Again, there will be individual variations in brain development because how people respond to stress is modulated by genetic factors and behavioral choices. But the key point is that there will be central tendencies so that domination systems are maintained.
Not surprisingly, then, a key feature of domination systems is the creation and perpetuation of high levels of stress. For instance, the economic systems of domination-oriented cultures tend to create a general sense of anxiety, insecurity, and fear through self-perpetuating patterns of economic scarcity due to factors built into these systems such as excessive distribution of resources to those on top, diversion of resources into weaponry, and destruction of resources through war and other forms of violence (Eisler, 2007). For those at the bottom of domination hierarchies, there is even further stress. For example, even in rich nations such as the United States children living in poverty are often hungry, live in unsafe, vermin-infected housing, or are homeless. Children living in less extreme poverty also tend to live in dangerous neighborhoods, with poor schools and parents stressed by economic hardships (Repetti, Taylor, & Seeman, 2002).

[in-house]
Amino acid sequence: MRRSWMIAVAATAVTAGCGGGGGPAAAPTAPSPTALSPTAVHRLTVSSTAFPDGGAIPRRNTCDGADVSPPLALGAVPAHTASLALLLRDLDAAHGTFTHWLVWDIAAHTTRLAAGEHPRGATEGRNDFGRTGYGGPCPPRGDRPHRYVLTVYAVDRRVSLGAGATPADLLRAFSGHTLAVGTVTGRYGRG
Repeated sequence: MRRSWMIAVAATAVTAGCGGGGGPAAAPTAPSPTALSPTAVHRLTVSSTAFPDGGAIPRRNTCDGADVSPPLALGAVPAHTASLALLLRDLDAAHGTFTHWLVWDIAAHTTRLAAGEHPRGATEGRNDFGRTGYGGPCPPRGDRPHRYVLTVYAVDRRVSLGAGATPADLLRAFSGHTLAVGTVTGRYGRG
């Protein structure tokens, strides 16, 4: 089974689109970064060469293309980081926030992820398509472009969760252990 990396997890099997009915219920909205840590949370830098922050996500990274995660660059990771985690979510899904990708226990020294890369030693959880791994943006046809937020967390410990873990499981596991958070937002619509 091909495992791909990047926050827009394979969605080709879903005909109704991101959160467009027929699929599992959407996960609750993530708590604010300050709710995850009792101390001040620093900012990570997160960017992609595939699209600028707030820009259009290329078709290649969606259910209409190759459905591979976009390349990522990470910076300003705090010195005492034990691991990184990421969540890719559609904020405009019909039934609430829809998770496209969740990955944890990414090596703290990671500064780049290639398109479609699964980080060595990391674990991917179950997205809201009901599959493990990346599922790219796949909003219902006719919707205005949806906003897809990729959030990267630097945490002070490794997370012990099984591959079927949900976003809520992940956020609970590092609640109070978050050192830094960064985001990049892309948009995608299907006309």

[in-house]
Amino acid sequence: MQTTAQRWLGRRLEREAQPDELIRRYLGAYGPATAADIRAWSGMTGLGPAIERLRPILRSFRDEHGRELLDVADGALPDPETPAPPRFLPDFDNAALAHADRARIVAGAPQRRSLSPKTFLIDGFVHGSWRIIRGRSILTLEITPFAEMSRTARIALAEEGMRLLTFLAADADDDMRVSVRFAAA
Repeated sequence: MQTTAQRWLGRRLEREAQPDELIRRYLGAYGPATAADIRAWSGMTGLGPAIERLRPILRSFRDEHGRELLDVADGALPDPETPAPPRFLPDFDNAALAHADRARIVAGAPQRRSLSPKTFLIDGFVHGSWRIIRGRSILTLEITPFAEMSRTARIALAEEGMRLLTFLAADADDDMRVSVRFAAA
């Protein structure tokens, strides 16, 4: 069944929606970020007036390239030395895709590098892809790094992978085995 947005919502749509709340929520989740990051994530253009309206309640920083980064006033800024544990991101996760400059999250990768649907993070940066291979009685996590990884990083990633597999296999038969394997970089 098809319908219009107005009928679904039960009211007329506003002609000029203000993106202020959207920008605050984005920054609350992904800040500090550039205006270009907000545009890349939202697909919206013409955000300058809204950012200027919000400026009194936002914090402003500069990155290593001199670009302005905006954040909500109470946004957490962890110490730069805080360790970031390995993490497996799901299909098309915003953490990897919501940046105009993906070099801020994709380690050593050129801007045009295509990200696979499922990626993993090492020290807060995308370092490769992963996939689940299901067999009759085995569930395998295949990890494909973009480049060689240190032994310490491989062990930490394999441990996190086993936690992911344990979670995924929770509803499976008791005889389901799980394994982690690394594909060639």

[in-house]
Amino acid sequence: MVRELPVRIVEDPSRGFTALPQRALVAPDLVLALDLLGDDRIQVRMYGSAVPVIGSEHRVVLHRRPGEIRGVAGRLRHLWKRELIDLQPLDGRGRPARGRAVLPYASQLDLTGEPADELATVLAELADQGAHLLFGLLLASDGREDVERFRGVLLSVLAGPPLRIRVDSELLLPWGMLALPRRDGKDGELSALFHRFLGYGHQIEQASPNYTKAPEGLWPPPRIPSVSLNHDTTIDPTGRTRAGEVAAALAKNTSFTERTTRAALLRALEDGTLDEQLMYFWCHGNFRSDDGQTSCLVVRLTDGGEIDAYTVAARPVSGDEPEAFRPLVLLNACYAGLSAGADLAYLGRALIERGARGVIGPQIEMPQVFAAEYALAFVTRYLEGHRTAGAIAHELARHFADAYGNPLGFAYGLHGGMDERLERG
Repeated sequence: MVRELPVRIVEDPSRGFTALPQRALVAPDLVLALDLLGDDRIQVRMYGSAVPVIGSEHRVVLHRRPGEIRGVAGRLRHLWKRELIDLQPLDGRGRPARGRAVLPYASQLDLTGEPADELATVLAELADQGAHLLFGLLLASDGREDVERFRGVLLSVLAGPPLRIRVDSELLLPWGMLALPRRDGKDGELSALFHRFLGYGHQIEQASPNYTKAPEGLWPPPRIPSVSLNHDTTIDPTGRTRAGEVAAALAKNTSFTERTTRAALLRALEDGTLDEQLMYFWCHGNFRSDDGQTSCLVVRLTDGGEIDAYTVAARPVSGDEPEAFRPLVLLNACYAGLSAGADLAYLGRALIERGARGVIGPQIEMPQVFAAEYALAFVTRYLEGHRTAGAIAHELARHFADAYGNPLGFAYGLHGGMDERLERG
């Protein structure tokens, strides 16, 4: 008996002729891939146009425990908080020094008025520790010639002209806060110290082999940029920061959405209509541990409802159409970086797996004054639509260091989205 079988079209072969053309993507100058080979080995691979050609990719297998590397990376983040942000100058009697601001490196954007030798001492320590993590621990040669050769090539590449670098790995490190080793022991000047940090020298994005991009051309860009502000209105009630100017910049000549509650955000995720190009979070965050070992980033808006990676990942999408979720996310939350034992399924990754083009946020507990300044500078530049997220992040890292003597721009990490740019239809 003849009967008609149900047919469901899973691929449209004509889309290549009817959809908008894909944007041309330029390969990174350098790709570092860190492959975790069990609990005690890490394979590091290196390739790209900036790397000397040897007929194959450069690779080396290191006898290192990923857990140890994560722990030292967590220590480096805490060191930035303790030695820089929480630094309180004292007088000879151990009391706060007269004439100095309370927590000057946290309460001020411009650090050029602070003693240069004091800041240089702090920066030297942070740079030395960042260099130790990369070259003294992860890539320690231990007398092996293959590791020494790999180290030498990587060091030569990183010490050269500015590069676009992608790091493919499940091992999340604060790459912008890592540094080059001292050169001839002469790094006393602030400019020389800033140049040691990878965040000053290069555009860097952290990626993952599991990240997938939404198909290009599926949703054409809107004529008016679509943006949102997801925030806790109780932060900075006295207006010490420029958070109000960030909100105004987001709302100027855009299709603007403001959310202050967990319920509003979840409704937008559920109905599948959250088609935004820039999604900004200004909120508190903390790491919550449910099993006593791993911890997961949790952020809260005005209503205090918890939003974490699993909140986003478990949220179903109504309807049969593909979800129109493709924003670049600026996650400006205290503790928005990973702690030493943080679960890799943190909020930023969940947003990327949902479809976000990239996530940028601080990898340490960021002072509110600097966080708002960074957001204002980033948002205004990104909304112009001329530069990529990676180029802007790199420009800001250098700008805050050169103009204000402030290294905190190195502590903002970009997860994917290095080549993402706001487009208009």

Indeed, a recent study published in the Proceedings of the National Academy of Sciences (Kim et al, 2013) found that the stress-burden of growing up poor may help account for the relationship between poverty as a child and adult emotional and cognitive problems. The subjects of the study who had lower family incomes at age nine exhibited, as adults, greater activity in the amygdala, a brain area known for its role in emotions, including fear. They also showed less activity in areas of the prefrontal cortex, a part of the brain related to regulating negative emotion (Kim et al, 2013).